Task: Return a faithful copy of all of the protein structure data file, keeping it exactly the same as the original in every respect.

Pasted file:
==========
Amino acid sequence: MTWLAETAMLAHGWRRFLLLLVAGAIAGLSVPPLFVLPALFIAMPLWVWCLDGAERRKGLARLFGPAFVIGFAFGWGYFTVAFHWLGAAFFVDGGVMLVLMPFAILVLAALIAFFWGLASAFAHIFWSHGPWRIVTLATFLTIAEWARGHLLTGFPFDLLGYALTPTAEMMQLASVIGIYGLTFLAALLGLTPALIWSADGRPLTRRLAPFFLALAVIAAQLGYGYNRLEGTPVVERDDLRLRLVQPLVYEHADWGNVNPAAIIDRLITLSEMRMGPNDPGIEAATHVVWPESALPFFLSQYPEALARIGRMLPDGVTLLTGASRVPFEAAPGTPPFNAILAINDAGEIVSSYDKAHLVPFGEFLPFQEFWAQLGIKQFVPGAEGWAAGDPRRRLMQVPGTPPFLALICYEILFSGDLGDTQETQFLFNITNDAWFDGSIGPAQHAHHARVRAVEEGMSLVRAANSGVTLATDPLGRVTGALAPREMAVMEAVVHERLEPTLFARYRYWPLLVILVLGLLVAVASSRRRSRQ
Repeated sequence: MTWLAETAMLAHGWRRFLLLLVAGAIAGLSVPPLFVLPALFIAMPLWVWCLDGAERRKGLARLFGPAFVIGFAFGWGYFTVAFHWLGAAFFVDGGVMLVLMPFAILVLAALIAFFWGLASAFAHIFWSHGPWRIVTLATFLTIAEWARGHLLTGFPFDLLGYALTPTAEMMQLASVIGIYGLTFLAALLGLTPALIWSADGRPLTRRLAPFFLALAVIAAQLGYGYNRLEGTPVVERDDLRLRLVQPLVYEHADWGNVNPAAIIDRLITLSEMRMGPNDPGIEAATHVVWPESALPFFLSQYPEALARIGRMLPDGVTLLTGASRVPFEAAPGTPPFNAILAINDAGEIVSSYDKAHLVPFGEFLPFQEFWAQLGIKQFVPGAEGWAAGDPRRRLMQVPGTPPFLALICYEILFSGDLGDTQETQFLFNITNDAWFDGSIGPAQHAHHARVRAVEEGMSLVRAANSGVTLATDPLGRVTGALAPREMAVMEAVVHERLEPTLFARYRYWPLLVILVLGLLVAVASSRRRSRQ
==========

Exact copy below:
Amino acid sequence: MTWLAETAMLAHGWRRFLLLLVAGAIAGLSVPPLFVLPALFIAMPLWVWCLDGAERRKGLARLFGPAFVIGFAFGWGYFTVAFHWLGAAFFVDGGVMLVLMPFAILVLAALIAFFWGLASAFAHIFWSHGPWRIVTLATFLTIAEWARGHLLTGFPFDLLGYALTPTAEMMQLASVIGIYGLTFLAALLGLTPALIWSADGRPLTRRLAPFFLALAVIAAQLGYGYNRLEGTPVVERDDLRLRLVQPLVYEHADWGNVNPAAIIDRLITLSEMRMGPNDPGIEAATHVVWPESALPFFLSQYPEALARIGRMLPDGVTLLTGASRVPFEAAPGTPPFNAILAINDAGEIVSSYDKAHLVPFGEFLPFQEFWAQLGIKQFVPGAEGWAAGDPRRRLMQVPGTPPFLALICYEILFSGDLGDTQETQFLFNITNDAWFDGSIGPAQHAHHARVRAVEEGMSLVRAANSGVTLATDPLGRVTGALAPREMAVMEAVVHERLEPTLFARYRYWPLLVILVLGLLVAVASSRRRSRQ
Repeated sequence: MTWLAETAMLAHGWRRFLLLLVAGAIAGLSVPPLFVLPALFIAMPLWVWCLDGAERRKGLARLFGPAFVIGFAFGWGYFTVAFHWLGAAFFVDGGVMLVLMPFAILVLAALIAFFWGLASAFAHIFWSHGPWRIVTLATFLTIAEWARGHLLTGFPFDLLGYALTPTAEMMQLASVIGIYGLTFLAALLGLTPALIWSADGRPLTRRLAPFFLALAVIAAQLGYGYNRLEGTPVVERDDLRLRLVQPLVYEHADWGNVNPAAIIDRLITLSEMRMGPNDPGIEAATHVVWPESALPFFLSQYPEALARIGRMLPDGVTLLTGASRVPFEAAPGTPPFNAILAINDAGEIVSSYDKAHLVPFGEFLPFQEFWAQLGIKQFVPGAEGWAAGDPRRRLMQVPGTPPFLALICYEILFSGDLGDTQETQFLFNITNDAWFDGSIGPAQHAHHARVRAVEEGMSLVRAANSGVTLATDPLGRVTGALAPREMAVMEAVVHERLEPTLFARYRYWPLLVILVLGLLVAVASSRRRSRQ